Splitting data into columns using the new TEXTSPLIT, TEXTBEFORE and TEXTAFTER Functions

Sep 29, 2022 | Excel Hints and Tips

There have been a number of different ways to extract data from a single column into multiple columns in Excel for a long time but these new functions of TEXTSPLIT, TEXTBEFORE and TEXTAFTER will often makes life easier and more flexible. 

TEXTSPLIT Function 

This works in a similar way to the Text to Columns option but using a formula. It allows you to split across columns or down rows. 

Structure 

=TEXTSPLIT(text, col_delimiter, [row_delimiter], [ignore_empty], [match_mode], [pad_with]) 
Only the first 2 parts of the function are required but the other parts give added flexibility.  

Text – The text you want to split 
Col Delimiter – The text that marks the point where to spill the text across columns 
Row delimiter – The text that marks the point where to spill the text down columns 
Ignore Empty – Specify FALSE to create an empty cell when two delimiters are consecutive. Defaults to TRUE, which creates an empty cell 
Match Mode – Searches the text for a delimiter match. By default, a case-sensitive match is done 
Pad With – The value with which to pad the result.  The default is #N/A 

Example 1 

TEXTSPLIT 1

In this example the full name is split into columns to show the first name and surname.  The split is made based on the space delimiter.  Only the calculation for the first name needs to be created and it automatically spills to the last name column.  This can then be autofilled.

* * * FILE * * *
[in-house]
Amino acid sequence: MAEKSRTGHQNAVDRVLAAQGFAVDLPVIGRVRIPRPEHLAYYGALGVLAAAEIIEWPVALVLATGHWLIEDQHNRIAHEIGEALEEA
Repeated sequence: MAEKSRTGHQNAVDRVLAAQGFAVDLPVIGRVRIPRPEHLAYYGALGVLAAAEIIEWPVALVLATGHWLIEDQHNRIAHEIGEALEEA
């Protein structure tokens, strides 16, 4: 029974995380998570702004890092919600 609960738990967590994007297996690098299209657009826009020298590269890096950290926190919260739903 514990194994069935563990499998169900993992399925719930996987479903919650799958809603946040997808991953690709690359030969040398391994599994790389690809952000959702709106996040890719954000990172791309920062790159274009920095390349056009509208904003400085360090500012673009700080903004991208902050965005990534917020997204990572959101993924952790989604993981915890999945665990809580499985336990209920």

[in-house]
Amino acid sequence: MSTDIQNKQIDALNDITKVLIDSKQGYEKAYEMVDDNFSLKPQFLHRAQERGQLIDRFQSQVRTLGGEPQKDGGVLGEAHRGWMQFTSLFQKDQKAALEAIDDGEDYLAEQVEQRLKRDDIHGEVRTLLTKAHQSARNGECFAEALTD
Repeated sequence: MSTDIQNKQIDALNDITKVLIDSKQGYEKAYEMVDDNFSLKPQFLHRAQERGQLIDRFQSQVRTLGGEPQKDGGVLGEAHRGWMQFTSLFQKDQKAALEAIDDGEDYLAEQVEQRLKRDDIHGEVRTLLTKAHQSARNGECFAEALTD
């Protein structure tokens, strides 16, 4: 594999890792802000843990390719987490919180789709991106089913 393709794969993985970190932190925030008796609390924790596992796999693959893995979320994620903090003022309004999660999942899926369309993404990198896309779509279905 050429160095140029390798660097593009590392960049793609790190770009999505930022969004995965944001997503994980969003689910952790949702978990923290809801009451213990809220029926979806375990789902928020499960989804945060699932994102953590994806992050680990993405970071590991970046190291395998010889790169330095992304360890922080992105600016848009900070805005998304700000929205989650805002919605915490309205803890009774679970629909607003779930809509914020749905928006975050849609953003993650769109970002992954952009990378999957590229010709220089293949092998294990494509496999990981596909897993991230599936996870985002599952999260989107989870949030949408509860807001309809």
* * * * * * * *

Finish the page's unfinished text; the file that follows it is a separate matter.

Example 2 

TEXTSPLIT 2

In this example the full name is split by the row using the space delimiter.  The column part of the function is left empty as it is irrelevant in this case. 

TEXTBEFORE Function 

This function returns the text before a specified delimiter 

Structure 

=TEXTBEFORE(text, delimiter, [instance_num], [match_mode], [match_end], [if_not_found]) 
Only the first 2 parts of the function are required. 

Text – The text you are searching within 
Delimiter – Marks the point where you want to extract 
Instance num – The instance of the delimeter you want to extract.  The default is 1.  A negative number will search for the text from the end 
Match mode – By default this is case sensitive.  If 0 is entered it is also case sensitive, if 1 is entered it is not 
Match End – Treats the end of the text as a delimiter 
If not found – Value that is returned if the delimiter is not found.  By default #N/A is returned 

Example 

TEXTBEFORE

In this example the text before the space is extracted producing the result Mo. 

TEXTAFTER Function 

This function returns the text after a specified delimiter 

Structure 

=TEXTAFTER(text, delimiter, [instance_num], [match_mode], [match_end], [if_not_found]) 
Only the first 2 parts of the function are required. 

Text – The text you are searching within 
Delimiter – Marks the point where you want to extract 
Instance num – The instance of the delimeter you want to extract.  The default is 1.  A negative number will search for the text from the end 
Match mode – By default this is case sensitive.  If 0 is entered it is also case sensitive, if 1 is entered it is not 
Match End – Treats the end of the text as a delimiter 
If not found – Value that is returned if the delimiter is not found.  By default #N/A is returned 

Example 

TEXTAFTER

In this example the text after the space is extracted giving the result Shah. 

Further Reading

If you’ve enjoyed reading about how to split data in Excel using the new TEXTSPLIT, TEXTBEFORE and TEXTAFTER Functions, there’s some other blogs below that you might find useful:

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